NAME CHANGE: Remember the old XFL and Rod "He Hate Me" Smart? The CPBL -- the Chinese Professional Baseball League of Taiwan -- is apparently trying some sort of similar name-changing gimmick with its foreign players. One of those is former Royal Dan Reichert who is now Robert 38. [FanGraphs.com]

DODGERS DREAM TEAM: Steve Garvey has put together what he calls a "Dream Team" to buy the Dodgers, including another former Dodger, Orel Hershiser. [SportsRadioInterviews.com]

DIFFERENT DERBY: The Midwest League featured a different type of home run derby, which featured a hitting contest with more than 50 targets and prizes, including a dunk tank. Really, though, the biggest improvement over the big-league version is the absence of Chris Berman. [Benjamin Hill]

BUTCH'S TIRADE: Former big-leaguer Butch Hobson is now a manager in an Independent League, but his tirade from the other night is certainly worthy of the majors. Check him out has he does a combination of Lloyd McClendon and Terrell Owens. [h/t ItsAlwaysSunnyInDetroit.com]

MASCOT FAIL: Is that a sock or are you just happy to see me? Check out this independent league mascot in Amarillo, Texas. Yep. That's not good. [h/t Big League Stew]

BRING A PACKED LUNCH: I've always wanted to go see a game on one of the Wrigley Field rooftops, and I'd still like to -- I'm just not sure I would eat anything they have. Several rooftop businesses failed their health inspections recently. [Chicago Tribune]

CONGRATS CHONE: FanGraphs.com looks at the worst players in baseball based on 2010 and 2011 -- with Mariners infielder Chone Figgins edging Brewers shortstop Yuniesky Betancourt for the title.

CIVIL WAR-STYLE GAME: If you're in Savannah, Ga., this weekend, you have plenty of entertainment and dining options, but how about checking out some baseball at a Civil War fort? Fort Pulaski will host a game Sunday featuring rules from 1860. [Connect Savannah]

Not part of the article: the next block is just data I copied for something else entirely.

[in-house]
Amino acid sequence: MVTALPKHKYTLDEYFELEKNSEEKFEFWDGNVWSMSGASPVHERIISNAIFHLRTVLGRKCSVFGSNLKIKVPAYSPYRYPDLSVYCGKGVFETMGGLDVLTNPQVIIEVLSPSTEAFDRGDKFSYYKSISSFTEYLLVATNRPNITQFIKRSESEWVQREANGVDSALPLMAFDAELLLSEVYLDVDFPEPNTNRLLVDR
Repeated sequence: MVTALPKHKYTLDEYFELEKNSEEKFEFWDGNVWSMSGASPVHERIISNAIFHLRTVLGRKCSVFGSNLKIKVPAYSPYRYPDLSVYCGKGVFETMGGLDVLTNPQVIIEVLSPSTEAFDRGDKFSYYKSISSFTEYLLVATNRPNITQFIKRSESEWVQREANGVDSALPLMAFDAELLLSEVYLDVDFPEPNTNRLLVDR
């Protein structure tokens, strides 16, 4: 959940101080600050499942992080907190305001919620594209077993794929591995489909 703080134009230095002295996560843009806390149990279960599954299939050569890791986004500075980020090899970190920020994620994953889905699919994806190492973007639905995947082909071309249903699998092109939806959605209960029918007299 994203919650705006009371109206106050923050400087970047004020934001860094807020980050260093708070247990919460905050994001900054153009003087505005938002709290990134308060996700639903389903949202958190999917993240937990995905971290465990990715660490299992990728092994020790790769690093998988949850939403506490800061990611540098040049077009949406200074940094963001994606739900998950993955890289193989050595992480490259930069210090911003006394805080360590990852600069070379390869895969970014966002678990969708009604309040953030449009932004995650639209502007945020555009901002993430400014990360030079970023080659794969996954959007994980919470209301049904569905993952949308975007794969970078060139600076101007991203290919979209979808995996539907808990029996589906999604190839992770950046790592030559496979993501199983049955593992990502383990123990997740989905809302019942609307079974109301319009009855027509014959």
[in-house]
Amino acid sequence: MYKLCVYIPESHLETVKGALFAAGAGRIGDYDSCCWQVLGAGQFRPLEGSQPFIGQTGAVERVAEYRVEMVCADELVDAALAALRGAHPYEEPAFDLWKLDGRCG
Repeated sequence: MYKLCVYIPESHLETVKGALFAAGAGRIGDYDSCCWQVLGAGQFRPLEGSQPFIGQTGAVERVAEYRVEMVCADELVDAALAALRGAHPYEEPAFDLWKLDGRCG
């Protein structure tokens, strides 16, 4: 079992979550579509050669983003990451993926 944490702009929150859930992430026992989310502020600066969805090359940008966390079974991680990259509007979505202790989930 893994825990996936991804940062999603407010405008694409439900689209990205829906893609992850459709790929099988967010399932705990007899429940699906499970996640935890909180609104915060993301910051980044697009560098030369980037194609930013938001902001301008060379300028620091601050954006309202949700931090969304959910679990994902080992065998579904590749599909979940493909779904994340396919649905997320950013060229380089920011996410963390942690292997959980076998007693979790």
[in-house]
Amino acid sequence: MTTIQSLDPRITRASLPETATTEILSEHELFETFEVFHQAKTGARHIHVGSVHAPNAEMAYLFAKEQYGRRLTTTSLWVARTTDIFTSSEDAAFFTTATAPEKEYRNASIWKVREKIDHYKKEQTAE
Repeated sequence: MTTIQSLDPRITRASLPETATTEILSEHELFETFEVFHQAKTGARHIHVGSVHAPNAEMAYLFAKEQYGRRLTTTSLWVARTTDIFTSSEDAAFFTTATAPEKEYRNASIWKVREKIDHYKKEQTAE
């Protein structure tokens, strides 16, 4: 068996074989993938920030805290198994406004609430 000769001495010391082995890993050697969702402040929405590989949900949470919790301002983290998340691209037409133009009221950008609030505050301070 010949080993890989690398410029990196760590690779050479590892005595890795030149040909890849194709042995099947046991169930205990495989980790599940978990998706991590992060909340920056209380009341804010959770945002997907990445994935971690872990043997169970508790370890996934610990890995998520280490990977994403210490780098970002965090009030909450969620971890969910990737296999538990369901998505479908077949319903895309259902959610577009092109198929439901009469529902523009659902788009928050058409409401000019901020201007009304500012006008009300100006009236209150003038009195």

For more baseball news, rumors and analysis, follow @cbssportsmlb on Twitter or subscribe to the RSS feed.
Posted on: June 8, 2011 10:43 am
Edited on: June 8, 2011 11:24 am
 

Pepper: Papi bat flip angers Girardi


By Evan Brunell


BASEBALL TODAY: What is the latest with the knee of Mark Teixeira? Is Jered Weaver back on track for the Angels? Lauren Shehadi and C. Trent Rosecrans answer those questions and more. Click the video to play.

BOSOX-YANKS SPICE: While the Red Sox and Yankees remain appointment viewing, there hasn't been much of a rivalry in recent years, especially with Boston winning most of the games in 2010 and so far in 2011. The rivalry got spiced up a bit Monday night when David Ortiz crushed a two-run home run off of Hector Noesi to finish off the scoring in a 6-3 victory. Noesi, a rookie pitcher, had tossed a pitch at Big Papi just before the home run, causing some to wonder if it was an attempted hit-by-pitch to make up for Mark Teixeira's plunking earlier in the game.